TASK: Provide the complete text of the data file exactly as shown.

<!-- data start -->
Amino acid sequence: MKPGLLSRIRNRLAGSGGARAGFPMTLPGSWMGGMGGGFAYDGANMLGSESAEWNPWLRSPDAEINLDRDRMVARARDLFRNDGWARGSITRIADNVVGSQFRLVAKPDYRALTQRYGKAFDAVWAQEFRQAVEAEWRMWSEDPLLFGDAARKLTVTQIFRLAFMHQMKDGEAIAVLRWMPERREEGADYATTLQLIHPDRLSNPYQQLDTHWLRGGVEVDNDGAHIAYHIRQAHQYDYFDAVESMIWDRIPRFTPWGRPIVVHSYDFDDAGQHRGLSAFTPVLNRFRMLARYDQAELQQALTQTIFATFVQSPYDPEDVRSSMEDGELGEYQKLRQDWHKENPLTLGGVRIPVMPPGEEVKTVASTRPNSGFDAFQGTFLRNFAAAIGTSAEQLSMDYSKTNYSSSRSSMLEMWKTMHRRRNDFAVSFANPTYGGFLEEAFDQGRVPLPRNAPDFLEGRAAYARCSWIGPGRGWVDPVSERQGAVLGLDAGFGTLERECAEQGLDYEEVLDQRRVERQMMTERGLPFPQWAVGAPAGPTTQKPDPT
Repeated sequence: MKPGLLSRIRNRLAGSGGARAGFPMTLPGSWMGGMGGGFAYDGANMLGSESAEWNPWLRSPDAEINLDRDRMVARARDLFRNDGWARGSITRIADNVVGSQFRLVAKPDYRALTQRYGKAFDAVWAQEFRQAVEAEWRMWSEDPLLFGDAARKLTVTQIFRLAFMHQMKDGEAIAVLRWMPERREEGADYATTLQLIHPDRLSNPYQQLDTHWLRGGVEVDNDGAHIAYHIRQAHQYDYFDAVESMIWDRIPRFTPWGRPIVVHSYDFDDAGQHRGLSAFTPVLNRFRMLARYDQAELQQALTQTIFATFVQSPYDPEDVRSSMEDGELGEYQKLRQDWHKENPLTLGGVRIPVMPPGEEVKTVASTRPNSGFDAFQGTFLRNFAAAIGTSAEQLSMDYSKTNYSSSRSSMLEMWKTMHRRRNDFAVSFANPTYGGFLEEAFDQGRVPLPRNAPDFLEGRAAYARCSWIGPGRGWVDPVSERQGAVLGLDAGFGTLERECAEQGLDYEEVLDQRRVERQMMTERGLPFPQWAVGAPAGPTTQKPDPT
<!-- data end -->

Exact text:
Amino acid sequence: MKPGLLSRIRNRLAGSGGARAGFPMTLPGSWMGGMGGGFAYDGANMLGSESAEWNPWLRSPDAEINLDRDRMVARARDLFRNDGWARGSITRIADNVVGSQFRLVAKPDYRALTQRYGKAFDAVWAQEFRQAVEAEWRMWSEDPLLFGDAARKLTVTQIFRLAFMHQMKDGEAIAVLRWMPERREEGADYATTLQLIHPDRLSNPYQQLDTHWLRGGVEVDNDGAHIAYHIRQAHQYDYFDAVESMIWDRIPRFTPWGRPIVVHSYDFDDAGQHRGLSAFTPVLNRFRMLARYDQAELQQALTQTIFATFVQSPYDPEDVRSSMEDGELGEYQKLRQDWHKENPLTLGGVRIPVMPPGEEVKTVASTRPNSGFDAFQGTFLRNFAAAIGTSAEQLSMDYSKTNYSSSRSSMLEMWKTMHRRRNDFAVSFANPTYGGFLEEAFDQGRVPLPRNAPDFLEGRAAYARCSWIGPGRGWVDPVSERQGAVLGLDAGFGTLERECAEQGLDYEEVLDQRRVERQMMTERGLPFPQWAVGAPAGPTTQKPDPT
Repeated sequence: MKPGLLSRIRNRLAGSGGARAGFPMTLPGSWMGGMGGGFAYDGANMLGSESAEWNPWLRSPDAEINLDRDRMVARARDLFRNDGWARGSITRIADNVVGSQFRLVAKPDYRALTQRYGKAFDAVWAQEFRQAVEAEWRMWSEDPLLFGDAARKLTVTQIFRLAFMHQMKDGEAIAVLRWMPERREEGADYATTLQLIHPDRLSNPYQQLDTHWLRGGVEVDNDGAHIAYHIRQAHQYDYFDAVESMIWDRIPRFTPWGRPIVVHSYDFDDAGQHRGLSAFTPVLNRFRMLARYDQAELQQALTQTIFATFVQSPYDPEDVRSSMEDGELGEYQKLRQDWHKENPLTLGGVRIPVMPPGEEVKTVASTRPNSGFDAFQGTFLRNFAAAIGTSAEQLSMDYSKTNYSSSRSSMLEMWKTMHRRRNDFAVSFANPTYGGFLEEAFDQGRVPLPRNAPDFLEGRAAYARCSWIGPGRGWVDPVSERQGAVLGLDAGFGTLERECAEQGLDYEEVLDQRRVERQMMTERGLPFPQWAVGAPAGPTTQKPDPT